Domestica at O'Leaver's, Aug. 29, 2015.

Domestica at O’Leaver’s, Aug. 29, 2015.

The same can be said about Domestica. Heidi, Jon and Pawl create punk anthems about everyday life that feel like rooting for the home team. Taylor’s guitar work remains somehow both raw and pristine, brutal riffs hone to a razor’s edge.

The whole evening felt like it could have taken place sometime in 1995. But then again, isn’t all great rock music timeless?

BTW, O’Leaver’s improved its sound system again. Sound engineer Ian Aeillo said they upped the wattage so the sound is cleaner not so much louder. I don’t know how much more that room can take. They’ve also added a booth in the back so that Ian or whoever is running sound can now look down over you as he twiddles dem knobs… as it should be.

* * *

I watched the VMAs last night. What? What’s wrong with that? Alright, it does sound a bit creepy that a guy my age would watch a program clearly targeted toward teen-aged girls, but hey, as a music critic, you have to keep up with the trends.

There was a time — a loooong time ago — when MTV broadcast culturally cutting-edge content. That time has long passed. Last night’s VMAs showcased R&B, hip-hop and pop music. Notice I didn’t mention rock? That’s because today’s pop music has nothing to do with rock music, which is one of the distinctions about the VMAs of today and the VMAs from 25 or so years ago. Rock music used to have a place in popular music culture. That’s really no longer the case. Rock ‘n’ roll isn’t dead, just sort of hiding in plain sight…

* * *

Speaking of rock music, there’s a big rock show going on tonight at fabulous O’Leaver’s.

White Mystery is playing a set as well as screening their new film That Was Awesome. Opening is The Blind Shake and a DJ set from the uber talented Dave Goldberg. $5, 9:30 p.m. What a way to kick off your week!

* * *

Read Tim McMahan’s blog daily at Lazy-i.com — an online music magazine that includes feature interviews, reviews and news. The focus is on the national indie music scene with a special emphasis on the best original bands in the Omaha area. Copyright © 2015 Tim McMahan. All rights reserved.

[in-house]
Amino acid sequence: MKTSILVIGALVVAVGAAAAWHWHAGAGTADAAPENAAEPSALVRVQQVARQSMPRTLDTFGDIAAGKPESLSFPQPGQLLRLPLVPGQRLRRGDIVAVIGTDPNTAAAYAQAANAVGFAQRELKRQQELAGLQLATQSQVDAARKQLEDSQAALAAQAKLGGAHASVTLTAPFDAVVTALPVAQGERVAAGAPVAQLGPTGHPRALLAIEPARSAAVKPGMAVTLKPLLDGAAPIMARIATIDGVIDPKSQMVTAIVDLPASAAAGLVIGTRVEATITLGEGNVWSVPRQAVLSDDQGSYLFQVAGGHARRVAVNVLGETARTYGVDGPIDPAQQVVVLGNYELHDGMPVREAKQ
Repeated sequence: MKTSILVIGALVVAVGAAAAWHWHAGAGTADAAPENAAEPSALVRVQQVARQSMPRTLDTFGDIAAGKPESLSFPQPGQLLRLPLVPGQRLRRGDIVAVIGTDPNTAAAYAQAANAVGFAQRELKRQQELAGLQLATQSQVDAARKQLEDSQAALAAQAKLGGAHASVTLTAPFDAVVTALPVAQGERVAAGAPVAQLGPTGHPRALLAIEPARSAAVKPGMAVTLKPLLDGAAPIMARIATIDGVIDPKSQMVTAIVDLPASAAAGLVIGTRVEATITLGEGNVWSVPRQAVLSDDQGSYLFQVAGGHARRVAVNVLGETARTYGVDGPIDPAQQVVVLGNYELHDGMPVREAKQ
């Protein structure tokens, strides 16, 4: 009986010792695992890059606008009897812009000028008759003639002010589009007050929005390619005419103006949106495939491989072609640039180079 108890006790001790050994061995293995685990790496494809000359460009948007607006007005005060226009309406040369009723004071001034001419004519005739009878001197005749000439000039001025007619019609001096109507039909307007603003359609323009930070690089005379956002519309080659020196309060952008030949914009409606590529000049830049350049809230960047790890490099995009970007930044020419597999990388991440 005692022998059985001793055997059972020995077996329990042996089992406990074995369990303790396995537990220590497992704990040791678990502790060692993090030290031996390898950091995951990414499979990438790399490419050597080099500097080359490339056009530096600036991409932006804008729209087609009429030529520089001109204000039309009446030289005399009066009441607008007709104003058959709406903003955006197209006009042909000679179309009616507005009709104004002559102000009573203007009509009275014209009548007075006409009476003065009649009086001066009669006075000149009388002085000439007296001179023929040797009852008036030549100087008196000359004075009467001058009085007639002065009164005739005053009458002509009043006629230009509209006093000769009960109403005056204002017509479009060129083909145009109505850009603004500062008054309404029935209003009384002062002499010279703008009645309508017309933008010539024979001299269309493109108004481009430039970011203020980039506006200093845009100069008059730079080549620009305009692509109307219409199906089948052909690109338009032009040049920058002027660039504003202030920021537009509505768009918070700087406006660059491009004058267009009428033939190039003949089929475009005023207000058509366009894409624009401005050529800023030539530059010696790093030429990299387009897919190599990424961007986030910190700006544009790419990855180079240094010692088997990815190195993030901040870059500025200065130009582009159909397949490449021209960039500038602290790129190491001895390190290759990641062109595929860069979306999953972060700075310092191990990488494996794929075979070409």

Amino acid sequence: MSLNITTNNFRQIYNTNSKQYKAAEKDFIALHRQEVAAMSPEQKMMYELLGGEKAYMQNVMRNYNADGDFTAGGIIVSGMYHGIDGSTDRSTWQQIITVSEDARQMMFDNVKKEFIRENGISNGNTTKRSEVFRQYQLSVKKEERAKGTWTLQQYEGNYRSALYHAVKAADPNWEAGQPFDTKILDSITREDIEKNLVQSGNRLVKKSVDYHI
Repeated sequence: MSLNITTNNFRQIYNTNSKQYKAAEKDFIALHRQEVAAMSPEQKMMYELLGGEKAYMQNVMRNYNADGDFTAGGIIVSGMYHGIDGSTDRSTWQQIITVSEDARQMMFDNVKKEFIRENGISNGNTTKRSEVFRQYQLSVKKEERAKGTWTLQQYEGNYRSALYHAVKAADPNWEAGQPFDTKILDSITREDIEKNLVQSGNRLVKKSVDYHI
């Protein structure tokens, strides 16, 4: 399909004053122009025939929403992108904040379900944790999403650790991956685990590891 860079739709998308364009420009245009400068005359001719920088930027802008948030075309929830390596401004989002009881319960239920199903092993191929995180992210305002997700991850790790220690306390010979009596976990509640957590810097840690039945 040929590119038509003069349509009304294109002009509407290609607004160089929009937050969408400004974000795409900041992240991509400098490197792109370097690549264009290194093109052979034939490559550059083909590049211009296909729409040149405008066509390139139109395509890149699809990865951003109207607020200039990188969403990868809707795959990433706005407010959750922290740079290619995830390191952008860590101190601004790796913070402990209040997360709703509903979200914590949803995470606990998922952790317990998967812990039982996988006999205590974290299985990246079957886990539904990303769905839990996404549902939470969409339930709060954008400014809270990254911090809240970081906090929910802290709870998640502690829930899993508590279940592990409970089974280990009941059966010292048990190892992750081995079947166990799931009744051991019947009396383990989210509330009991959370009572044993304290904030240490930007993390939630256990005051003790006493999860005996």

Lazy-i

Little Brazil Hears Omaha; Download Nebraska (and its older sibling); Lincoln Calling line-up; Beach Slang, See Through Dresses tonight…

Category: Blog,Reviews — Tags: , , , — @ 1:12 pm August 27, 2015
Little Brazil playing in the Old Market during the Hear Omaha finale for 2015.

Little Brazil playing in the Old Market today (Aug. 27) during Hear Omaha’s finale performance for 2015.

by Tim McMahan, Lazy-i.com

Sorry for no updates the past two days. Reader deadlines. Look for a looong feature on Desaparecidos and a review of the new Mynabirds album in the September issue of The Reader. I’ll let you know when the stories are online.

* * *

Little Brazil blew a hole in the ozone layer above the O! Chamber Courtyard in the Old Market today during the last of this season’s Hear Omaha lunchtime concerts. I’m told their performance was the loudest of the series, and can attest that Mike Friedman’s ringing guitar licks could be heard as I walked out of the Union Pacific HQ building at 14th and Dodge, about a half-mile away. Good crowd, great music, great series. Hopefully it’ll be back for 2016.

* * *

Some catch-up:

By now you’ve seen the new online partnership between Hear Nebraska and The Omaha Public Library called Download Nebraska, right? You haven’t? Well, here’s the link and the skinny: The website hosts full albums from Nebraska artists, curated by the Hear Nebraska staff. You can stream them from the website for free, or download the tracks if you have an OPL Library Card (and who doesn’t?).

Among the artists available on the website are Eli Mardock, Both, Digital Leather, Little Brazil, Matt Whipkey, Millions of Boys, Noah’s Ark Was a Spaceship, Pleasure Adapter, Yuppies and on and on.

Hear Nebraska major domo Andrew Norman says more albums will become available on the site in the future, and that all bands with music at downloadnebraska.org got paid — a rarity in the streaming era.

Here’s an another “Did You Know?”: There’s been a website online for years and years called The Band Broke Up that also offers downloads of albums from Nebraska bands for free. We’re talking old-school Omaha and Lincoln acts like Rent Money Big, 13 Nightmares, Thunderstandable, Mister Baby, The Monroes, Opium Taylor, Fullblown, Marianas, The Bombardment Society, the list goes on and on. Check it out, too. These two sites should cross-link or (better yet) merge!

* * *

The 12th Annual Lincoln Calling Festival has been announced for Sept. 29-Oct. 3 to be held at nine venues in Lincoln. The bands confirmed so far:

A Ferocious Jungle Cat
All Young Girls Are Machine Guns
American Pinup
Andy Butler
AZP
Bandit Sound
Better Friend
Bloodhound
BOTH
The Bottle Tops
Bud Heavy & the High Lifes
Buffalo Rodeo
Bummer
Clementine
Communist Daughter
Cupcake
Desir Decir
DJ Relic
Dylan Bloom Band
Ebony Tusks
Elsinore
Emily Bass
FREAKABOUT
Gerardo Meza Band
Ghost Foot
Gordon
The Government
Halfwit
Head of Femur
Homegrown Film Festival Volume 8
Hyborian
The Inner Party
Jack Hotel
Josh Hoyer and Soul Colossal
Joshua Powell and the Great Train Robbery
Lazerwolfe
Little Brazil
Matt Cox Band
McCarthy Trenching